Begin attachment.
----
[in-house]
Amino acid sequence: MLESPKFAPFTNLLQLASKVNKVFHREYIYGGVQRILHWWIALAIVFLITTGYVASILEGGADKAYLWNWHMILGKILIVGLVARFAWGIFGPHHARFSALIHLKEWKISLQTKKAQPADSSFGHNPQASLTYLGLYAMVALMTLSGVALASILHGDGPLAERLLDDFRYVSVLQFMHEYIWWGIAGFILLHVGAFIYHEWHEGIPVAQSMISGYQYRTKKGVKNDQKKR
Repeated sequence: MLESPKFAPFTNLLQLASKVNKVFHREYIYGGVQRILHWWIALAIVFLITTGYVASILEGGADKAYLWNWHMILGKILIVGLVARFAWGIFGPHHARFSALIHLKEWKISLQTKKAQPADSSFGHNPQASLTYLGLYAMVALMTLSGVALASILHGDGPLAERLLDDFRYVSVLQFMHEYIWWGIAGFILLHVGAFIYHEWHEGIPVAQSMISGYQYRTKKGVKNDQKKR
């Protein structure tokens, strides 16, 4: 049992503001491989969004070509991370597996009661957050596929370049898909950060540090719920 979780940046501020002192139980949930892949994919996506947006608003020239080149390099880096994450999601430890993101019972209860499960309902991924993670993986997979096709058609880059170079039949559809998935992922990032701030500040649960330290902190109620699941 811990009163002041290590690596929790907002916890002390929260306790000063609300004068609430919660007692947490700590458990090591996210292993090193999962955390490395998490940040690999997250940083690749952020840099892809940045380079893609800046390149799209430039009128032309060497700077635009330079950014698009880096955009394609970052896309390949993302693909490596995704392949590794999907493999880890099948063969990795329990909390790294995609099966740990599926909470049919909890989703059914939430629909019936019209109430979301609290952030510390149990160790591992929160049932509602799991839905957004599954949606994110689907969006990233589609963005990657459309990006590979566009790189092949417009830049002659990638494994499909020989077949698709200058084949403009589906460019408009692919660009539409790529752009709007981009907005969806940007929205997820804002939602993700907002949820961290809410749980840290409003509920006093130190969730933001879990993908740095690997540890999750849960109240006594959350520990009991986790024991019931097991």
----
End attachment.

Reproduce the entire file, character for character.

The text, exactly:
[in-house]
Amino acid sequence: MLESPKFAPFTNLLQLASKVNKVFHREYIYGGVQRILHWWIALAIVFLITTGYVASILEGGADKAYLWNWHMILGKILIVGLVARFAWGIFGPHHARFSALIHLKEWKISLQTKKAQPADSSFGHNPQASLTYLGLYAMVALMTLSGVALASILHGDGPLAERLLDDFRYVSVLQFMHEYIWWGIAGFILLHVGAFIYHEWHEGIPVAQSMISGYQYRTKKGVKNDQKKR
Repeated sequence: MLESPKFAPFTNLLQLASKVNKVFHREYIYGGVQRILHWWIALAIVFLITTGYVASILEGGADKAYLWNWHMILGKILIVGLVARFAWGIFGPHHARFSALIHLKEWKISLQTKKAQPADSSFGHNPQASLTYLGLYAMVALMTLSGVALASILHGDGPLAERLLDDFRYVSVLQFMHEYIWWGIAGFILLHVGAFIYHEWHEGIPVAQSMISGYQYRTKKGVKNDQKKR
């Protein structure tokens, strides 16, 4: 049992503001491989969004070509991370597996009661957050596929370049898909950060540090719920 979780940046501020002192139980949930892949994919996506947006608003020239080149390099880096994450999601430890993101019972209860499960309902991924993670993986997979096709058609880059170079039949559809998935992922990032701030500040649960330290902190109620699941 811990009163002041290590690596929790907002916890002390929260306790000063609300004068609430919660007692947490700590458990090591996210292993090193999962955390490395998490940040690999997250940083690749952020840099892809940045380079893609800046390149799209430039009128032309060497700077635009330079950014698009880096955009394609970052896309390949993302693909490596995704392949590794999907493999880890099948063969990795329990909390790294995609099966740990599926909470049919909890989703059914939430629909019936019209109430979301609290952030510390149990160790591992929160049932509602799991839905957004599954949606994110689907969006990233589609963005990657459309990006590979566009790189092949417009830049002659990638494994499909020989077949698709200058084949403009589906460019408009692919660009539409790529752009709007981009907005969806940007929205997820804002939602993700907002949820961290809410749980840290409003509920006093130190969730933001879990993908740095690997540890999750849960109240006594959350520990009991986790024991019931097991």